Just like our last round-up of flash drives The Best, Fastest, Most Rugged USB Flash Drives You Can Buy Right Now The Best, Fastest, Most Rugged USB Flash Drives You Can Buy Right Now USB flash drives are some of of the coolest inventions for geeks. We've rounded up five of the fastest, most rugged, and overall best drives on the market. Here's what we've found. Read More confirmed, there’s no doubt about it: the SanDisk Extreme remains one of the fastest USB flash drives out there. You’d expect it to cost a pretty penny with that claim, but the SanDisk Extreme is surprisingly affordable at around $30 for the 64GB version. Plus, it has a slider, so you don’t have to worry about losing a cap either. For the going price, it’s a steal! And even the lower-priced versions with smaller capacities are worth every dollar.

  • Data Transfer Speed: Up to 190MB/s
  • Price per gigabyte: $0.47

Rugged: Samsung 64GB BAR USB 3.0 Flash Drive (Around $20)

Samsung 64GB BAR (METAL) USB 3.0 Flash Drive (MUF-64BA/AM) Samsung 64GB BAR (METAL) USB 3.0 Flash Drive (MUF-64BA/AM) High-quality metal casing for durability with key ring to prevent loss Buy Now At Amazon $17.95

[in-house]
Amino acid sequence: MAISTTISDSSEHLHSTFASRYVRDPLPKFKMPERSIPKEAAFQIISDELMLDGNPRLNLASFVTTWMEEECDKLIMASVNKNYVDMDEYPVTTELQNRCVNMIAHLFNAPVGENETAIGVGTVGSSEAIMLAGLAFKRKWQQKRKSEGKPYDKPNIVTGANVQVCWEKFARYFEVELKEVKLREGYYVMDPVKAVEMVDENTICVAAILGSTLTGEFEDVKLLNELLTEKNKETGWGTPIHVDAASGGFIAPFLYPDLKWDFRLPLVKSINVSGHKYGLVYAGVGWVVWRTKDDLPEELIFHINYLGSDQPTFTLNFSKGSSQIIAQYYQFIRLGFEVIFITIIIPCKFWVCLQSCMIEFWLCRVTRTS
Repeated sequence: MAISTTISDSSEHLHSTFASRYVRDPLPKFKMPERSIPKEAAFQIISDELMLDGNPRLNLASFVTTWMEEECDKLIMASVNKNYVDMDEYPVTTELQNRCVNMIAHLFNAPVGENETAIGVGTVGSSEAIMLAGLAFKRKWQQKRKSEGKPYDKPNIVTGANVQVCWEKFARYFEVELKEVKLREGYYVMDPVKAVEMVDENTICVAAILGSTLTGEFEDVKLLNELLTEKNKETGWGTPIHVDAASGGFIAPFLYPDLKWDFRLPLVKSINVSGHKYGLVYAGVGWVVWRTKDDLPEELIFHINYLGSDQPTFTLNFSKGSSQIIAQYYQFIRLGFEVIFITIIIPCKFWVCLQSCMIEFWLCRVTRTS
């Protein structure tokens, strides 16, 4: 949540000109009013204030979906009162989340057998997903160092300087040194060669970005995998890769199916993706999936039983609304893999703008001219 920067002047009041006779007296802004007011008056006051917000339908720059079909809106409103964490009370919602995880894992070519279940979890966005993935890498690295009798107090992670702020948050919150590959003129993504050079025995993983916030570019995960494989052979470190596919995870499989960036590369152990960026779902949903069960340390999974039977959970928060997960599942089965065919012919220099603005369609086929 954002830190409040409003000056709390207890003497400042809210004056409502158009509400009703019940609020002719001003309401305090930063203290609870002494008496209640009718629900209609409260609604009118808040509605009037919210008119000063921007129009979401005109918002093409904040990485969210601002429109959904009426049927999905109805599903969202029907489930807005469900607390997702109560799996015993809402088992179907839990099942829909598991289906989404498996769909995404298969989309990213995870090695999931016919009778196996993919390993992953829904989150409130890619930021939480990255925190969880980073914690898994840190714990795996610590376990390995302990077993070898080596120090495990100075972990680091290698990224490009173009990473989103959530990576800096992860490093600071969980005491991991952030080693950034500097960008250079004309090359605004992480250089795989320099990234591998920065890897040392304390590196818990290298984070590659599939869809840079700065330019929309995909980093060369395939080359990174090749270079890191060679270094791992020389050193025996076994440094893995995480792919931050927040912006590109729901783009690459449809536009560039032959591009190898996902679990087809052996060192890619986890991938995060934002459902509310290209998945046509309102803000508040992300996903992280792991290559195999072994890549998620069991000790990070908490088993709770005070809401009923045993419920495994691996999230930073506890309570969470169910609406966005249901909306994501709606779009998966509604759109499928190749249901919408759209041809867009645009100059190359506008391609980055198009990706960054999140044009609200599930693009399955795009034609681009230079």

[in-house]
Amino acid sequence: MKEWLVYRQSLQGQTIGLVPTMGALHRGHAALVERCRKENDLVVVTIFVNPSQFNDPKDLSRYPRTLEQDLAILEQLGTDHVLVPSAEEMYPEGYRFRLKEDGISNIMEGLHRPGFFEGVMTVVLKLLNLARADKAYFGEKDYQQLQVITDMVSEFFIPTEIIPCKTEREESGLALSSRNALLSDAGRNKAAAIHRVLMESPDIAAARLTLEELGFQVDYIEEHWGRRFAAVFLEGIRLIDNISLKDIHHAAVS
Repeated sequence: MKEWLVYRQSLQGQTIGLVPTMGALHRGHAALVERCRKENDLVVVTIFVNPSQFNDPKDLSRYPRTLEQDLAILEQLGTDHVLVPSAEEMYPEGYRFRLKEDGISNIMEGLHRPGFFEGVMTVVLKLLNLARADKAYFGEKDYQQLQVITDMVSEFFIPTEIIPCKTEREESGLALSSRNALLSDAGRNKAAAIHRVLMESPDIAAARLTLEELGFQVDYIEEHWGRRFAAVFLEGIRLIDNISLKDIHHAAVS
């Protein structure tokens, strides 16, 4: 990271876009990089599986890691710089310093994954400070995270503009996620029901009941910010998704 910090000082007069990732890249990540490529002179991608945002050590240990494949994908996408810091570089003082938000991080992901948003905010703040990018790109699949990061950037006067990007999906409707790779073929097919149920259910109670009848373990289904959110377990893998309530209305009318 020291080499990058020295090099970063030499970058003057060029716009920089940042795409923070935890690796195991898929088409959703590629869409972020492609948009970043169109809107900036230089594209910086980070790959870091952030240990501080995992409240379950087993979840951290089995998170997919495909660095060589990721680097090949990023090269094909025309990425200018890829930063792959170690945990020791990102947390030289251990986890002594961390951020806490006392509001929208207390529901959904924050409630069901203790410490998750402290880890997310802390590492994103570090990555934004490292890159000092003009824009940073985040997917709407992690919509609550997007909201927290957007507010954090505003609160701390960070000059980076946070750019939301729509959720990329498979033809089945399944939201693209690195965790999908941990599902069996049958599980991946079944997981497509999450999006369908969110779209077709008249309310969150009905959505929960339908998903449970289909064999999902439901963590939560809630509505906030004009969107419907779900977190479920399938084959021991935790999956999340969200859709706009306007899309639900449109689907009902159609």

While a lot of rugged drives come wrapped in rubber or some other durable material, Samsung opted to make a little metal tank with no frills. And while it doesn’t have the traditional ruggedized look, Samsung promises a drive that’s waterproof, shockproof, magnet-proof, temperature-proof, and even x-ray-proof. You do lose a little speed compared to the drives above, but that’s the trade-off for being able to take a beating.

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  • Data Transfer Speed: Up to 130 MB/s
  • Price per gigabyte: $0.31

Stylish: SanDisk Ultra Fit 64GB USB 3.0 Flash Drive (Around $18)

SanDisk Ultra Fit 64GB USB 3.0 Flash Drive (SDCZ43-064G-GAM46) [Newest Version] SanDisk Ultra Fit 64GB USB 3.0 Flash Drive (SDCZ43-064G-GAM46) [Newest Version] An ultra-small, low-profile, high-speed USB 3.0 flash drive that's ideal for notebooks Buy Now At Amazon $15.99
Isn’t this the cutest little thumb drive you’ve ever seen? Don’t let its small form-factor scare you off, because this drive features the same capacity as the other ones on the list, while achieving minuscule dimensions of 0.75 x 0.63 x 0.34 in. It’s not much bigger than your fingernail, but I’m willing to bet it can fit substantially more data (unless you’re a member of the X-Men with the power of data-storing fingers, in which case I stand corrected).